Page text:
Thursday, February 7, 2013

Seeding Time

It is time to gather all your seed starting supplies and inventory your seeds, maybe even order more.    I am teaching a seed starting class in a few weeks and was going through my process in preparation for that and because I am chomping at the bit to get started.  I
have been starting things from seeds for many years both in a green house and also in a one bedroom apartment so I know it is something anyone can do if they want to.  It doesn’t take much space and can you give you the opportunity to grow some really interesting vegetables, herbs and flowers.  Supplies you will need are containers of your choice, seeds of your choice, markers of your choice also, heat mat (not necessary, but very helpful), and grow lights with some way to adjust the height as the plants grow.  The planting station above has been very helpful in containing my soil and keeping my mess easy to clean up, my antique minnow buckets are great for holding soil, tools and bulk fertilizer.


Here is my list of my favorite seed companies for the more interesting and heirloom varieties of vegetables:  Baker Creek Heirloom Seeds, High Mowing Seeds, Seed Savers,
and Everwilde Farms.  I also like Cook’s Garden and Territorial Seeds and order from Gurney’s and Parks Seeds on occasion.   We have a very local seed company that grows some really fun varieties of veggies that I know will do well here because they came from only about 10 miles away..Redwood Seeds is in Manton, CA just a hop, skip and a jump from where I live so I always include a few things 
from them.

IMG_1219I have been experimenting with seed starting methods and soils for years and haven’t found a perfect go to method yet.  I did use Whitney Farms Seed Starting soil for years and loved it, but since I moved I haven’t found a source for it here.  Black Gold has an OMRI rated seed starting mix that is nice though.  I have used peat pellets with pretty good success if I remove the mesh netting from the plant at planting time.  I loved the little indentation for the seed  right in the middle of the plug.  This year I am trying Gurneys seed starting tray, I have seen a similar set up in other catalogs, too.  The tray is Styrofoam and it floats on the water that is in the bottom tray, this should cause the roots to develop and grow into the water.  I am experimenting with it now using some lettuce seeds.  The soil that fills the holes comes in preformed spongy plugs that fit right in the hole and they have the dibbled hole in the top to hold the seed.  The part that seemed strange to me is that you just drop a seed in and don’t cover it with anything.  After 2 days I do have seeds emerging and can see some IMG_1245root growth too.   The picture to the right is exactly one week later.  I am already seeing the roots coming out the bottom of the seed sponge, so far I am quiet happy with vigor and health of these seedlings.  They were all lettuce and kale starts.  The best part is that I don’t have to water very often at all, just keep an eye on the reservoir.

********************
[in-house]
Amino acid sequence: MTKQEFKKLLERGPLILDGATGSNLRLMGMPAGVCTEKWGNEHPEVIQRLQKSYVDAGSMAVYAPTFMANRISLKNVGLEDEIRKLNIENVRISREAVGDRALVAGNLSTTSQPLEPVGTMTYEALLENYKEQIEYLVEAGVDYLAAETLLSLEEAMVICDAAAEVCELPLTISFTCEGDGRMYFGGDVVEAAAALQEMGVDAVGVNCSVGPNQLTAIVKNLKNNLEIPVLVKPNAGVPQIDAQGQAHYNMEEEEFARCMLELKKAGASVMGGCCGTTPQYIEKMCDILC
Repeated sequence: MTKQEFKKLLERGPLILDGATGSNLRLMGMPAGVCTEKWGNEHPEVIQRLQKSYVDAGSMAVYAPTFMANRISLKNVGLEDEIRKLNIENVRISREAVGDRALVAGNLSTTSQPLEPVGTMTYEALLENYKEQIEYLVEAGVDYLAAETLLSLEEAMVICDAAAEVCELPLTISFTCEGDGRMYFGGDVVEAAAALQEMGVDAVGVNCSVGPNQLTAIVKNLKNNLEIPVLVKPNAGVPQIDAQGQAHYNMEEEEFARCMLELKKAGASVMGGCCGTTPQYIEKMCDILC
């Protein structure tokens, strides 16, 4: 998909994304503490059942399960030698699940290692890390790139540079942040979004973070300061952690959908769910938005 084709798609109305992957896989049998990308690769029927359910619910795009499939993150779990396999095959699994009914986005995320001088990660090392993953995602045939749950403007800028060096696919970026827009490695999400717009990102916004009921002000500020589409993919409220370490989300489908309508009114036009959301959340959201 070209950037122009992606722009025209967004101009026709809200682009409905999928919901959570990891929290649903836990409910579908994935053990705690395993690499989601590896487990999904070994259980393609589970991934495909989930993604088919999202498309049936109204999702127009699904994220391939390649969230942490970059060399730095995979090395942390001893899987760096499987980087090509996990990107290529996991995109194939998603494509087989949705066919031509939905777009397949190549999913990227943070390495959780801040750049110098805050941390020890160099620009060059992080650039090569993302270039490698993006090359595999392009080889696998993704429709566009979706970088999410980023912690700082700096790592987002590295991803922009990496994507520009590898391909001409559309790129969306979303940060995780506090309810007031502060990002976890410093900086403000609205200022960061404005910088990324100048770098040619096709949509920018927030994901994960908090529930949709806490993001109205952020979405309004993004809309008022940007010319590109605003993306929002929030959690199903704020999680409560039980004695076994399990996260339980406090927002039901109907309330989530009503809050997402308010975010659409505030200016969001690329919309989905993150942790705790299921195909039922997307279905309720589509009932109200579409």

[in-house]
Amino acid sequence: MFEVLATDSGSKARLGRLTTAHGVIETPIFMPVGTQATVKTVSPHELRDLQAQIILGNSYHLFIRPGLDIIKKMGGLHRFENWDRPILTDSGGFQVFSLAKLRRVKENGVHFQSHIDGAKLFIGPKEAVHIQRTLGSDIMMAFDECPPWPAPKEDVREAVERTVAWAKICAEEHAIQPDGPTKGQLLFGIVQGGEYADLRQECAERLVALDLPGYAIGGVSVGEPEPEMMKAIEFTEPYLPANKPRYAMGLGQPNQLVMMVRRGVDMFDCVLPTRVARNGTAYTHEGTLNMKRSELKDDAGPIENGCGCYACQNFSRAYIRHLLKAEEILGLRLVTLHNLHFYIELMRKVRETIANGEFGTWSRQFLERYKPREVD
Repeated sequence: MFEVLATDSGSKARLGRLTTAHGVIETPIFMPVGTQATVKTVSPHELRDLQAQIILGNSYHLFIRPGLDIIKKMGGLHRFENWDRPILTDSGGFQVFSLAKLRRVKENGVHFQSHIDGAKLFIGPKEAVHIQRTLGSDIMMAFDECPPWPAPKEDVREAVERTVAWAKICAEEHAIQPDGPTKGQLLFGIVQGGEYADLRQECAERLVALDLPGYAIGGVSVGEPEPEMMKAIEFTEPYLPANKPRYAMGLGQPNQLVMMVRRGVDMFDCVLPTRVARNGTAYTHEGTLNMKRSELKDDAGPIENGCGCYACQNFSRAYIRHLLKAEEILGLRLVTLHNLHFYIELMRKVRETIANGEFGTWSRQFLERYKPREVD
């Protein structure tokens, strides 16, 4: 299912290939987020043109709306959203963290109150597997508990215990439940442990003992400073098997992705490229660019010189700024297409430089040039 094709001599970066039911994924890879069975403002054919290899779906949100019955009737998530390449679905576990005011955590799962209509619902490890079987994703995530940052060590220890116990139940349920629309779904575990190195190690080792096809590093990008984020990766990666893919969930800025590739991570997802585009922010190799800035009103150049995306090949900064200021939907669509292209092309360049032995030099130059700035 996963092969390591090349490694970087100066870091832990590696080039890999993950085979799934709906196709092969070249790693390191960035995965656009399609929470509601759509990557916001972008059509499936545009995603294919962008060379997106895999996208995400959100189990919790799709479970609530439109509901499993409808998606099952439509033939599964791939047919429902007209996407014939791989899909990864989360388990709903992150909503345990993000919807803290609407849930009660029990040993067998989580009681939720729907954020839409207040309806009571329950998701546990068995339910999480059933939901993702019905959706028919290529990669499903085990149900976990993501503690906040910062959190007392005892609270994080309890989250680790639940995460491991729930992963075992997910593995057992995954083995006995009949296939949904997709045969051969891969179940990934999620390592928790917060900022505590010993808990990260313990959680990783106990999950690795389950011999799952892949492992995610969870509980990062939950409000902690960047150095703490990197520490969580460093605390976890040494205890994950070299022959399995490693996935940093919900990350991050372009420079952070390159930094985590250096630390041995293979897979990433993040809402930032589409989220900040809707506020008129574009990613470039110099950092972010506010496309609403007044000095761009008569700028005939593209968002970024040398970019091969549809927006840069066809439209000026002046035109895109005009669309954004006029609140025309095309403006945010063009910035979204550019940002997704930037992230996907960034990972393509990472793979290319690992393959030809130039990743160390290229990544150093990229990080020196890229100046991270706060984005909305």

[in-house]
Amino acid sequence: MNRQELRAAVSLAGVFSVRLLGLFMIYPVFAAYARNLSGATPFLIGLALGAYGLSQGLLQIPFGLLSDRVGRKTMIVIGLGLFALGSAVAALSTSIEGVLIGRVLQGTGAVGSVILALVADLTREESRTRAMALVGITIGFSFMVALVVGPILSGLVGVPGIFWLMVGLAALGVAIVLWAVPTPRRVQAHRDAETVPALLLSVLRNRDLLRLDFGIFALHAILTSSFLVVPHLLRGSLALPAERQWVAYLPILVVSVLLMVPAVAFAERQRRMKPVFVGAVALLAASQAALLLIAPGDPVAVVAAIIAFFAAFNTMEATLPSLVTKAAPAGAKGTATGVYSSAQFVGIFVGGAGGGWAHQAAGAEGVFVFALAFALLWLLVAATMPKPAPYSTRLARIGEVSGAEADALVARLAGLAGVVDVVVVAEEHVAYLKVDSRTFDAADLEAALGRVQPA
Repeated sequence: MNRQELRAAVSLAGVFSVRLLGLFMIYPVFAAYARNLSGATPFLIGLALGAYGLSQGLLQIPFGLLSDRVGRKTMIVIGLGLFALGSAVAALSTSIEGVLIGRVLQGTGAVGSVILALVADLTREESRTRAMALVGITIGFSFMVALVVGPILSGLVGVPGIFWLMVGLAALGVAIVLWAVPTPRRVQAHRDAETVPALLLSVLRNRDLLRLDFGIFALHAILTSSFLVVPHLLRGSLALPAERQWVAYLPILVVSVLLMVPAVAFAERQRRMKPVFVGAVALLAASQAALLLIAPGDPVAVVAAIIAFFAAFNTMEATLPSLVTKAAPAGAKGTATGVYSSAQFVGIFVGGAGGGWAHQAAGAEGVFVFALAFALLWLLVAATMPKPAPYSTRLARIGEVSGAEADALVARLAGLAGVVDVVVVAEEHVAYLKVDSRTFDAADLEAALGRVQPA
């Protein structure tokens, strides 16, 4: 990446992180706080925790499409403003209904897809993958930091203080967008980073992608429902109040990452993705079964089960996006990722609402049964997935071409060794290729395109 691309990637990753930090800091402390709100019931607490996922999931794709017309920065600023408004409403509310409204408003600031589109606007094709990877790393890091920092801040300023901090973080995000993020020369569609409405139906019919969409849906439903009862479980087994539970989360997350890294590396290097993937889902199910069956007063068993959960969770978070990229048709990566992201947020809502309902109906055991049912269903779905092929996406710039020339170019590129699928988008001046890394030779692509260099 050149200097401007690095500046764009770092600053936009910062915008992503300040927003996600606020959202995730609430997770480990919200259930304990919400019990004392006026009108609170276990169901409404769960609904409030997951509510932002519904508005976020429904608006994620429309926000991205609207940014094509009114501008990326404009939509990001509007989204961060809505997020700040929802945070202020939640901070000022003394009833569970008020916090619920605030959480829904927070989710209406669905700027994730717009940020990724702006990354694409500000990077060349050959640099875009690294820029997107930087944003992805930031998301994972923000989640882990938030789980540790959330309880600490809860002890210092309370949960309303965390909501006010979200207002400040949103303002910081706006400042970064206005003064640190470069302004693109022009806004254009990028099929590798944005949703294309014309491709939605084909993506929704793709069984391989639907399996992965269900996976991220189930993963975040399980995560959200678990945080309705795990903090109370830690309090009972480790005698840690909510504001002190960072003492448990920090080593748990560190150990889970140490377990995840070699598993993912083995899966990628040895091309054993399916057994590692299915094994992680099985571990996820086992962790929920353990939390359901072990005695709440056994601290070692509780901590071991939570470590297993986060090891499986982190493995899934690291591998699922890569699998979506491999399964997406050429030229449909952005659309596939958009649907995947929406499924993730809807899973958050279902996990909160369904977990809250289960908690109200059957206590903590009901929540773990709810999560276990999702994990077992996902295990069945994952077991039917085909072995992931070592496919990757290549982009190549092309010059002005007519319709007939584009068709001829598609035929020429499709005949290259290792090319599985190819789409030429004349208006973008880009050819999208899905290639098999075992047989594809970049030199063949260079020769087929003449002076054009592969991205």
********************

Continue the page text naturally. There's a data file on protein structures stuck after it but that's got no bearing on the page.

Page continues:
I found a recipe on for a seed starting soil and found all of the ingredients at my garden center.  I have mixed up a batch and like the way it looks and feels.  I planted in it just yesterday so I will have to repost when I have the results.  The recipe is really quite simple so I will post it here if you would like to give it a try yourself.  The reason for not using a regular potting soil for starting seeds is that it can contain pathogens that are harmful to small seedlings and some may contain a pre-emergent which keeps seeds from sprouting.  A good seed starting mix should be light and airy, stay moist not soggy and allow good root growth.  This recipe seems like it should be a good one to me, I especially like that it contains coir and greensand.  I used a coir block that I soaked for quite a while first and I used Worm Gold for the vermicompost.  This takes me back to the gnat invasion of last year when I used straight coir for soil, it will be interesting to see if the addition of the Worm Gold and Green sand and Perlite help in avoiding that fiasco.
Basic Seed Starting Mix
  • 3 parts** peat or coir (coir is preferable if you can get it)
  • 3 parts vermicompost (your own or purchased from a garden center or other supplier ~ Worm Gold)
  • 1 part perlite
  • 1/2 part greensand
Once you get those seeds planted in whatever container you have chosen to use the next thing is to be sure to label them.  I made my own tags a few years ago from mini blinds cut down to about 6” long they are perfect for fitting all the pertinent information on you can also use purchased tags.   I like to write with pencil because it doesn’t fade and I can reuse the tags with just a little erasing.  Always put the date you planted the seeds on theIMG_1231 tag as it will help you keep track of progress later.  I also like to make notes in a notebook of any kind.  A simple spiral notebook can contain years of information and will be so helpful to look back on year after year to see what worked for you what really didn’t.

Let’s get growing!
@ Hummingbird Farmz

1 comment:

Karen said...

I am not a gardener but I do enjoy the vintage look seed packets. The colors and design of them.